n the 1980s, computer programmers coined the phrase GIGO as an acronym for “Garbage In, Garbage Out.” This shorthand referred to the fact that computers are literal and will only process the information that is given to them. Therefore, if the input data is sloppy or inaccurate, the result will be similarly inadequate.

Extending the idea that “the quality of the output is a function of the quality of the input” to sustainable products, the acronym GIGO takes on a new aspect, if not a new definition, and becomes “Green In, Green Out.”

Green, sustainable and recycled are terms that refer to how the processes, production and distribution of a given item impact the planet. The Federal Trade Commission (FTC) has developed guidelines so that consumers can better understand how companies invoke claims of sustainable, green and recycled in labeling and advertising the entire gamut of products. The FTC also describes the limitations on such labels and ads, so that consumers are not deliberately misled.

Similarly, “organic” refers to the manner in which the product is grown and processed. Many food items and other products may be labeled as “organic;” and, in fact, there are government standards that govern the usage of this label from The National Organic Program of the US Department of Agriculture. In addition, the nonprofit organization NSF International has its own certification process that labels a product “contains organic ingredients.”

Whether green or organic, many companies have launched new sustainable products and implemented environmentally sensitive processes in response to consumer demand that even the components of complex products, such as televisions and computers, be more green.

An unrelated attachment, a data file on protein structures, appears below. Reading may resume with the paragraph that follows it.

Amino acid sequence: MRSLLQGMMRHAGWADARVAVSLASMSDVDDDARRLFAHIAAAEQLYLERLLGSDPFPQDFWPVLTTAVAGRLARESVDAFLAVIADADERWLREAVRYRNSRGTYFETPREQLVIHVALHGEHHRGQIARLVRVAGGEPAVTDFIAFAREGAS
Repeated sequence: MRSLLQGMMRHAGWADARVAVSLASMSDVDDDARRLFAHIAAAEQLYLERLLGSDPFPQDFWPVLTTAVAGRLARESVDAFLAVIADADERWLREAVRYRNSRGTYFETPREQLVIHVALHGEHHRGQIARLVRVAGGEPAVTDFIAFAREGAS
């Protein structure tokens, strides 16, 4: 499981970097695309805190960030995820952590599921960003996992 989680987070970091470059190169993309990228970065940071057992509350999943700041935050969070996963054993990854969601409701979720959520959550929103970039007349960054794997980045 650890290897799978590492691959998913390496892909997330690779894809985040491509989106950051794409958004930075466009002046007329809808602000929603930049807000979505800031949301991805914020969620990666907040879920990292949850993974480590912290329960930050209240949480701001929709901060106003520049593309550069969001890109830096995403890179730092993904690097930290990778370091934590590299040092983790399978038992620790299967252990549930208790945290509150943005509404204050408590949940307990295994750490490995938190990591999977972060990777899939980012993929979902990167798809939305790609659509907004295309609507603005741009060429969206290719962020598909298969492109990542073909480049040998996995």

In addition, these businesses work with corporate customers and suppliers to promote their adoption of eco-friendly standards.

For example, Albemarle, a manufacturer of a sustainable flame retardant and other specialty chemicals, has developed low-impact manufacturing processes for its chemical solutions. In addition, Albemarle encourages its customers to join the business in participating in the Voluntary Emissions Control Action Programme (VECAP), that aims to eliminate all harmful products from the environment.

Retailers, too, are responsive to consumers and together they are putting pressure on manufacturers to become more green, sustainable and organic.

Whole Foods, known as “the country’s first national certified organic grocer, has launched an initiative to require all personal care items, such as shampoo, bath soap and cosmetics, that are labeled “organic” to be independently certified organic. by June 1, 2011. Any products that do not meet the standard may be sold at their stores, but they will not be labeled organic.

In other words, NGI NGO; Not Green (Ingredients) In, Not Green Out.

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2 Responses to “Green in, Green out”